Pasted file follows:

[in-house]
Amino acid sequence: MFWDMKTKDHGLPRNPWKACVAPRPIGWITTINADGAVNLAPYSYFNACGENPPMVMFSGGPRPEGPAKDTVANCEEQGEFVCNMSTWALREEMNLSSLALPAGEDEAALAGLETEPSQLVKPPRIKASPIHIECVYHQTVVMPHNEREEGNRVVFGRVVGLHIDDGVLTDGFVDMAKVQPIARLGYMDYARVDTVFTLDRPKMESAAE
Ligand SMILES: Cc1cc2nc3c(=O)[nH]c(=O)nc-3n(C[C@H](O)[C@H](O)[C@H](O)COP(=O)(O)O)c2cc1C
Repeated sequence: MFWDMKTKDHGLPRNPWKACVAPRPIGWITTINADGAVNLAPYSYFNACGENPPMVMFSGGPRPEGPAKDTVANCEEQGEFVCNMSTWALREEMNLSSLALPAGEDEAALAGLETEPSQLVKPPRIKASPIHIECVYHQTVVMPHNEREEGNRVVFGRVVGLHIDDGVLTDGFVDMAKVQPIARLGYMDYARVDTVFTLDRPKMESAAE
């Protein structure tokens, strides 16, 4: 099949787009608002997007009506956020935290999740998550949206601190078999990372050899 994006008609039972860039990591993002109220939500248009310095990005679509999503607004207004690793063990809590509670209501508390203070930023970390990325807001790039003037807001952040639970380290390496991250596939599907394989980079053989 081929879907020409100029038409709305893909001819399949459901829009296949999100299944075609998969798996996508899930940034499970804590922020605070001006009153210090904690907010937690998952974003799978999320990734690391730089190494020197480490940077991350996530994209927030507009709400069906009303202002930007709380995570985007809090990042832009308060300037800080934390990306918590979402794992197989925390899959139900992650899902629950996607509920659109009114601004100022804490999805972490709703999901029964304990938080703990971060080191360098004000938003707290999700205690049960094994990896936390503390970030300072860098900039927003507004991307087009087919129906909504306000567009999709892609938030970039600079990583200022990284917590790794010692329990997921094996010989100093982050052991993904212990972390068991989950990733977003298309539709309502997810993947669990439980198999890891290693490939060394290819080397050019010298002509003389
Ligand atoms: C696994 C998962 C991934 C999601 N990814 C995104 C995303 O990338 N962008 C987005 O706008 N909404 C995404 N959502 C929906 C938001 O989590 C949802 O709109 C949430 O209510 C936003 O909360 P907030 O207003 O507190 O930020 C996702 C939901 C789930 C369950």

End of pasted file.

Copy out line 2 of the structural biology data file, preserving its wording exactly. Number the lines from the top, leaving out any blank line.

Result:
Amino acid sequence: MFWDMKTKDHGLPRNPWKACVAPRPIGWITTINADGAVNLAPYSYFNACGENPPMVMFSGGPRPEGPAKDTVANCEEQGEFVCNMSTWALREEMNLSSLALPAGEDEAALAGLETEPSQLVKPPRIKASPIHIECVYHQTVVMPHNEREEGNRVVFGRVVGLHIDDGVLTDGFVDMAKVQPIARLGYMDYARVDTVFTLDRPKMESAAE